Thursday, 1 May 2014

Cinco de Mayo

Never let it be said that Toasted Glass would miss out on a cocktail opportunity and despite having no Latino connections whatsoever and only a rudimentary grasp of Spanish, Mr TG and I decided to embrace with open arms, the alcoholic potential of the Cinco de Mayo celebrations.

That is the beauty of Cinco de Mayo (or 5th of May to those whose Spanish is even more rudimentary than mine own) - although deeply rooted in history and marking the date in 1862 of the remarkable Mexican victory over Napoleon's invading French army at the Battle of Puebla, it has become a celebration of Mexican culture and heritage. Although only observed as an official holiday in the State of Puebla in Mexico, it is celebrated across Mexico and the United States, having grown in popularity over the years as the Latino population expanded. In the 1980's, beer company marketeers spotted an opportunity to make a fast buck and brought the celebration to the masses making it so high profile that in 2005, US Congress lobbied to have the date observed across the American States with appropriate cultural ceremonies - cue the mariachi bands, tortilla chip sombreros and tequila....

Across the world, there are Cinco de Mayo celebrations to be had, particularly in the capitals and major cities, but if you can't make it to one of those, why not get in the spirit of things and knock up a few inspired cocktails at home... Margaritas are always a popular choice, but having fairly exhausted their potential in previous posts (click here for some alternative Margarita recipes), it was time to don the thinking sombrero and come up with something new...

Cinco de Mayo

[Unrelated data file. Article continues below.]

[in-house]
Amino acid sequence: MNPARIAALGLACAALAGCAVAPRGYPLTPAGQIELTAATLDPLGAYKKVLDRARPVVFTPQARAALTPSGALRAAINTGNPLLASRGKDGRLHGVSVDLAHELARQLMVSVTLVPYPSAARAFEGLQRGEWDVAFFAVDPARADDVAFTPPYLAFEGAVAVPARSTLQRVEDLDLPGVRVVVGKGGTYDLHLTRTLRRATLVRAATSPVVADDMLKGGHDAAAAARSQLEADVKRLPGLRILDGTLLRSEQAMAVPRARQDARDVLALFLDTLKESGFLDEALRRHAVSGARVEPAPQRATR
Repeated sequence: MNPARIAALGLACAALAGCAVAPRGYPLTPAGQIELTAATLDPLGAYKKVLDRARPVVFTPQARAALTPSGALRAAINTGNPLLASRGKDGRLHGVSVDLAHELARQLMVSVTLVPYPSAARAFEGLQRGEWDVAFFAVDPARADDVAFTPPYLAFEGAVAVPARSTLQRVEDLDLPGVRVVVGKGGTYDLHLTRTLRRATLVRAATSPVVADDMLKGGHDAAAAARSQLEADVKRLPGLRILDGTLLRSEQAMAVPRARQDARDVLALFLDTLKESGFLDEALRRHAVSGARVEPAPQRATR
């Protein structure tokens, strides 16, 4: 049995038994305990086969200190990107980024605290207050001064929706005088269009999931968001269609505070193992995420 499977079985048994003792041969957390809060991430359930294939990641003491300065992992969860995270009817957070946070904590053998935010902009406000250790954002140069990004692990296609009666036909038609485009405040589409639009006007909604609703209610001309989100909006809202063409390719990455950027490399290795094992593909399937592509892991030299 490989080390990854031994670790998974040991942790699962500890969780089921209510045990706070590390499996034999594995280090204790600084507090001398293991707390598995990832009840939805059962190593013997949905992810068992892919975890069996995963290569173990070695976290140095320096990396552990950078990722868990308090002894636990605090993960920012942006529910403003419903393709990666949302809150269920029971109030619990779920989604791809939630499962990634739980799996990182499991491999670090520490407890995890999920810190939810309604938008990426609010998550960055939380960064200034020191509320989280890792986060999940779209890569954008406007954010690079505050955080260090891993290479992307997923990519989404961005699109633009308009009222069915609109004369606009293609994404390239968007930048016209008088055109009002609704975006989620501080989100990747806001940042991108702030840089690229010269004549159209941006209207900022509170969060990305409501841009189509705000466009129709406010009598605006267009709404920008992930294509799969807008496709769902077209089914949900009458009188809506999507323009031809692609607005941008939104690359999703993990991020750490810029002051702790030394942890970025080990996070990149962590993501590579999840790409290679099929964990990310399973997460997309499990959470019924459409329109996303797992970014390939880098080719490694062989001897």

2oz silver tequila
2oz freshly pressed watermelon juice
2cm round of cucumber peeled and cubed
Sliver of birds eye chilli
Dash of simple syrup
Wedge of fresh lime

To begin, make the fresh watermelon juice by pressing a few cubes through a sieve and collecting the liquid - discard the seeds and pulp.

Add the tequila and cucumber to the bottom of a shaker and gently muddle (squish). The idea is not to liquify the cucumber so don't worry if it stays fairly whole - the flavour will leech out.

Pour in the watermelon juice and add the sliver of chilli and a dash of simple syrup.

Squeeze the wedge of lime into the shaker and discard the pith and peel.

Shake hard with ice until the outside of the shaker has a frosty bloom and strain into a chilled martini glass.


1oz silver tequila
1oz triple sec
1oz freshly squeezed lime juice
Tiny pinch of salt flakes
Mexican beer to top up (we used Corona)

Add the tequila, triple sec, lime juice and salt to a shaker with ice and shake hard.

Strain into a highball with ice and top up with a light Mexican beer such as Sol or Corona and stir gently to mix.

This next drink is an adaptation of a Mojito, using silver tequila in place of rum and with the addition of a little fresh raspberry which not only adds to the flavour but creates a magnificent colour.

Raspberry Tequito

2oz silver tequila
6 raspberries
8-10 mint leaves
1oz freshly squeezed lime juice
1/2oz simple syrup
Sparkling water to top up.

To begin, press the raspberries through a sieve with the back of a spoon, collecting the juice in the bottom of the shaker and discarding the pulp and seeds.

Add the tequila and mint and gently swish to release the essential mint oils - don't overdo it or the flavour becomes 'grassy'.

Add the lime juice and simple syrup with a handful of ice and shake hard for about 20 secs.

Strain (or double strain if you don't want any bits of mint floating) into an ice filled highball glass and top with a little sparking water.

Stir gently to mix.

No Cinco de Mayo celebration would be complete without a nod to the Micheleda, the Mexican beer cocktail that has many variations that range from the simple addition of lime and salt to more complex variations involving chilli, clam juice, tomato and worcester sauce. Never ones to shy away from the complex, this TG Micheleda chucks it all in the mix, (bar the clam juice as Mr TG didn't fancy that much) and despite our reservations, it turned out to be delicious, not too mention relatively innocuous in terms of alcohol.

TG Micheleda

1/2 (33cl) bottle of Corona
1oz tomato juice
1/2oz freshly squeezed lime juice
Pinch of salt flakes
Dash of Worcester Sauce
Sliver of birdseye chilli
Fresh ground black pepper

Add all of the ingredients to a shaker with ice and stir to combine until the outside of the shaker frosts over.

Strain gently into a tumbler and garnish with a lime wheel.